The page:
“Many of the children of our devout and faithful Catholics, whom we often depend upon to make major contributions towards these projects, have in many cases left the Catholic Church or have abandoned religious practice altogether,” he lamented during the September 23 event held at Our Lady Queen of Nigeria Pro-Cathedral of Abuja Archdiocese.
Fr. Ehusani said that those abandoning religious practices back to the fold might be a challenge “if we keep chasing away the brightest, the most educated, and the most enlightened of our young people away from the Churches, with our embarrassingly crude and shoddy methods of fundraising.”
The Executive Director and Lead Faculty of the Lux Terra Leadership Foundation that deals with leadership training emphasized the need to pay attention to the faith commitment of the people of God amid funds drive for church projects.
He regretted the fact that the interest in realizing physical structures in Nigeria is being undertaken at the expense of “Catholic faith and Catholic pastoral ministry, especially among the young population.”
The growing interest in expensive physical structures, Fr. Ehusani said, “places enormous burden on the worshippers, and a lot of pressure on the Priests and Parish councils, at a time of worsening economic fortunes of the Nigerian people.”
The Abuja-based member of the Clergy of Nigeria’s Lokoja Diocese went on to reflect on weekday Holy Masses, Sunday evening benedictions, and participation in the Sacrament of Confession, and decried, “Many of the children have abandoned the religious practice altogether.”
There is no need for the expansion of church structures if the young people who are the “future Church” are abandoning religious practices due to the shift in priority from faith building to financial contributions, the award-winning Catholic expert in Nigeria said.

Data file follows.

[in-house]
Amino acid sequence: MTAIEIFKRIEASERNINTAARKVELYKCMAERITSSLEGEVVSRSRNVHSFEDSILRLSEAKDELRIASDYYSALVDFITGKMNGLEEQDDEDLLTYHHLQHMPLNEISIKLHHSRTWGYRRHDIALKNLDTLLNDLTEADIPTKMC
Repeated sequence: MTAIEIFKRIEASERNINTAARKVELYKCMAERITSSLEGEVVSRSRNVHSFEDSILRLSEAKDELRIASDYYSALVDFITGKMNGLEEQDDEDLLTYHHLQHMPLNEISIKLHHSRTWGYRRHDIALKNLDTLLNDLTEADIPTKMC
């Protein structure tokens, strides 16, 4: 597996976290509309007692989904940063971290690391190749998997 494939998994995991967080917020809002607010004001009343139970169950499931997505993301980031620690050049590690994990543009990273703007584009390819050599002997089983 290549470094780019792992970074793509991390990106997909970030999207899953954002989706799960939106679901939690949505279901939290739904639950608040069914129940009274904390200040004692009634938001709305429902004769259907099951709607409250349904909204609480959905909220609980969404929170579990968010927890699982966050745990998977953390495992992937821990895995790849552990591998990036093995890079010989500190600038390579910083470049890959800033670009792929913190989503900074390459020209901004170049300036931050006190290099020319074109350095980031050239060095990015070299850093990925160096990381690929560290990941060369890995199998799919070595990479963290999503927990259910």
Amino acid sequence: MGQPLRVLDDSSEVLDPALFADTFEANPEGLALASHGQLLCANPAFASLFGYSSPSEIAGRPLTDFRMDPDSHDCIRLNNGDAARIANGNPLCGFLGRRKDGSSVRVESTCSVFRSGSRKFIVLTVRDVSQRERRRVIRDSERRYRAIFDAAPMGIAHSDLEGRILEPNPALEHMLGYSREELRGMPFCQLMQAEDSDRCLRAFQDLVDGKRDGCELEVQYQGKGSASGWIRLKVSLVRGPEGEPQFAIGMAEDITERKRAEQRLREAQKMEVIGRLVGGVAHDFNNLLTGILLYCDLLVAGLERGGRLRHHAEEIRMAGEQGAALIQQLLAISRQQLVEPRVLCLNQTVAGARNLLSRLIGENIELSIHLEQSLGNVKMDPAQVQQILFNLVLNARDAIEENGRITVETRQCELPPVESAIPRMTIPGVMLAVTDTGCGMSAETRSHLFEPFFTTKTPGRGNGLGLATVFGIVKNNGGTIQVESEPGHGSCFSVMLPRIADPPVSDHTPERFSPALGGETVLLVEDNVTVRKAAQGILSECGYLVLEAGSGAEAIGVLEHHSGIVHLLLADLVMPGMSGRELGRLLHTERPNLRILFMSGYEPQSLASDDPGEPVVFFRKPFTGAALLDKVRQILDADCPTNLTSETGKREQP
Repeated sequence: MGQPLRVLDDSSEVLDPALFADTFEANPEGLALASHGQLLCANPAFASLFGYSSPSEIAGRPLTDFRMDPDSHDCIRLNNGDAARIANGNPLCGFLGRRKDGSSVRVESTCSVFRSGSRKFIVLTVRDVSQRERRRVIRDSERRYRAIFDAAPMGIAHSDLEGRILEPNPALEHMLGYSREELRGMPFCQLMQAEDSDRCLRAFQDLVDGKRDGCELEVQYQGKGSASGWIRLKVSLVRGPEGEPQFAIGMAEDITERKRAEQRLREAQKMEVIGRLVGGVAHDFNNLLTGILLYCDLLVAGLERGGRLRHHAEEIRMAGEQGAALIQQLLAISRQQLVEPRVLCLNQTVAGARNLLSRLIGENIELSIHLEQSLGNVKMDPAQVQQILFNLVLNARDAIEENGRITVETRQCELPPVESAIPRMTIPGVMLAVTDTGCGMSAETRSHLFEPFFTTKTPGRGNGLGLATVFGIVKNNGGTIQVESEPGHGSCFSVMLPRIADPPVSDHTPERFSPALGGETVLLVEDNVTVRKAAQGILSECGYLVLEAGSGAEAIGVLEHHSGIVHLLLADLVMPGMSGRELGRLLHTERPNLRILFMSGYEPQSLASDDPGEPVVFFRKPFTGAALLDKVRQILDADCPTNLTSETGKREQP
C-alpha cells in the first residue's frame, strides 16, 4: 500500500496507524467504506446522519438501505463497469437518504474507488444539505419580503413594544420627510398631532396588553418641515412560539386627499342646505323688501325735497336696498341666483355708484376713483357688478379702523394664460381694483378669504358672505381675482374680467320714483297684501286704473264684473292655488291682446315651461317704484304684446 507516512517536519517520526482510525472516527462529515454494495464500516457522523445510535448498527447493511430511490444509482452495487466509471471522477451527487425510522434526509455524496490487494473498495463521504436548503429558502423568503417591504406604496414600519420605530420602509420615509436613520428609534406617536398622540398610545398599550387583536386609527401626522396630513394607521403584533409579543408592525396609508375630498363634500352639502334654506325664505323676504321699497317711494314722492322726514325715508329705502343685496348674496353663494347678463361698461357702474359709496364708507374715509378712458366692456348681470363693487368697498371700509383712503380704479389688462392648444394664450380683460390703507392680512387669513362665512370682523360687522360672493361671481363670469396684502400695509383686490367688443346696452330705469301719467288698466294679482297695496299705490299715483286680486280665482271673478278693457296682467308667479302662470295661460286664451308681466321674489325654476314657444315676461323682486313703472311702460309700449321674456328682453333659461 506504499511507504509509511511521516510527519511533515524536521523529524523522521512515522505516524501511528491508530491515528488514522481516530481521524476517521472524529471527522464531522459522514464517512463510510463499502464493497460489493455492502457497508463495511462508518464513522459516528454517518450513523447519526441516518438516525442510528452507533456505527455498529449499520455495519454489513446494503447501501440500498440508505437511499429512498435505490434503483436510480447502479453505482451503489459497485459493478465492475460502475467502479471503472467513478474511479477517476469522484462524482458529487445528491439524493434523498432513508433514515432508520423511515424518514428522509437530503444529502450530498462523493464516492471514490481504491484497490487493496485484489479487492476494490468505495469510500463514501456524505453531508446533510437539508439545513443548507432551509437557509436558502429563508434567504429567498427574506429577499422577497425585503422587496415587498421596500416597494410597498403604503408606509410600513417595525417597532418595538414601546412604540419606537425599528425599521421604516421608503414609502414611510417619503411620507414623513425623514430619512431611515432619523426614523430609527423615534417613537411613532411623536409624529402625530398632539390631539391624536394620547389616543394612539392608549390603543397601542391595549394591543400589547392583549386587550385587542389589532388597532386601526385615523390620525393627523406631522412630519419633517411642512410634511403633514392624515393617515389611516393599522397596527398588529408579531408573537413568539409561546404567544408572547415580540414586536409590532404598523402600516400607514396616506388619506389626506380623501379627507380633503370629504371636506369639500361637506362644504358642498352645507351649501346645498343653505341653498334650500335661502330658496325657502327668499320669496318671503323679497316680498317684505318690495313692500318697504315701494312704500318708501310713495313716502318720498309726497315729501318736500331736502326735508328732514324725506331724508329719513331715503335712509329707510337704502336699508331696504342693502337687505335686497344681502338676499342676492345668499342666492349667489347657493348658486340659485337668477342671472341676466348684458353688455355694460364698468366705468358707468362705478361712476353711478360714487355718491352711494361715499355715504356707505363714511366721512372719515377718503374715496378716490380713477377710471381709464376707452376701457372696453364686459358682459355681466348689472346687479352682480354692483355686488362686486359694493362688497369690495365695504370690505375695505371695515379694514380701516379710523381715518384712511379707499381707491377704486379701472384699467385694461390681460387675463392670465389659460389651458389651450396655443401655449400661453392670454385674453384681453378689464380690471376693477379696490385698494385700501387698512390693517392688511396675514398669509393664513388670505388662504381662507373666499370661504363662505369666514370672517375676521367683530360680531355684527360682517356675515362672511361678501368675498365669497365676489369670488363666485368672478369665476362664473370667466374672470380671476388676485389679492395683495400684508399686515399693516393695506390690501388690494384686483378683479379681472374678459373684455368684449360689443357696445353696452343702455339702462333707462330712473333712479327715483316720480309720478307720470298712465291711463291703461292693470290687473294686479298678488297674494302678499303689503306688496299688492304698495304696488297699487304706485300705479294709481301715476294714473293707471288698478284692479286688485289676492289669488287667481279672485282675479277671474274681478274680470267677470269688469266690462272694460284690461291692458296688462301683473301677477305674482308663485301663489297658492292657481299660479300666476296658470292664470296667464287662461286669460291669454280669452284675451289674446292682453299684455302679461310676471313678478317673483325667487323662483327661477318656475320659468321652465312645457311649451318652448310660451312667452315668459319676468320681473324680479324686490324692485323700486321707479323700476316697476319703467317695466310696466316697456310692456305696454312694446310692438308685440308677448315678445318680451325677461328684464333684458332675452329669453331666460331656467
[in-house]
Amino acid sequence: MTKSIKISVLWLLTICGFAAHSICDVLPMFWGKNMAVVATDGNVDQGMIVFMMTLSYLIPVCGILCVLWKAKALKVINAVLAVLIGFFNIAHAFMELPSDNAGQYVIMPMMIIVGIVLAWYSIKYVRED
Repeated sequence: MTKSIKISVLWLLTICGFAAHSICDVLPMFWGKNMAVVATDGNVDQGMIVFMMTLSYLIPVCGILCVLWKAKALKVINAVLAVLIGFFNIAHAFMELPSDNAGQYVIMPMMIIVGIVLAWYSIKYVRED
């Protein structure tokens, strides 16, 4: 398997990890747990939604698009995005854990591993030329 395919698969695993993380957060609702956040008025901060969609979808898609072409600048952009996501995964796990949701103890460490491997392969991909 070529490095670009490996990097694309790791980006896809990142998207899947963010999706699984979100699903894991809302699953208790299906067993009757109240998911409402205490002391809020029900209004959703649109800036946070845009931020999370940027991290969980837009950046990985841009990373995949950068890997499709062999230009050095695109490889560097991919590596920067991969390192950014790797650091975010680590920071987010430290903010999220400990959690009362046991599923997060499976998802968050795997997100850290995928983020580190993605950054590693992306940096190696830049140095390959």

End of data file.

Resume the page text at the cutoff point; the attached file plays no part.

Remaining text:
He explained, “From what we see of our global youth culture, reflected in the social media in our country today, the dire indications are that many of these Church structures could be empty in just 20 or 30 years, if we do not take urgent steps with the grace of God, to turn the tide around.”
“Churches are usually built for future generations, not really for the present generation. That is why they are built to last for hundreds of years,” the Nigerian Priest behind the PSI that equips beneficiaries with the necessary tools to provide psychotherapy to victims of violence in Nigeria and in other African countries experiencing violent conflicts said.
As a way forward, Fr. Ehusani suggested, “I humbly request the Archbishop, the Auxiliary Bishop, the Parish Priests and all the delegates at this General Assembly, to work towards declaring a state of emergency regarding the fundraising protocols in our Churches.”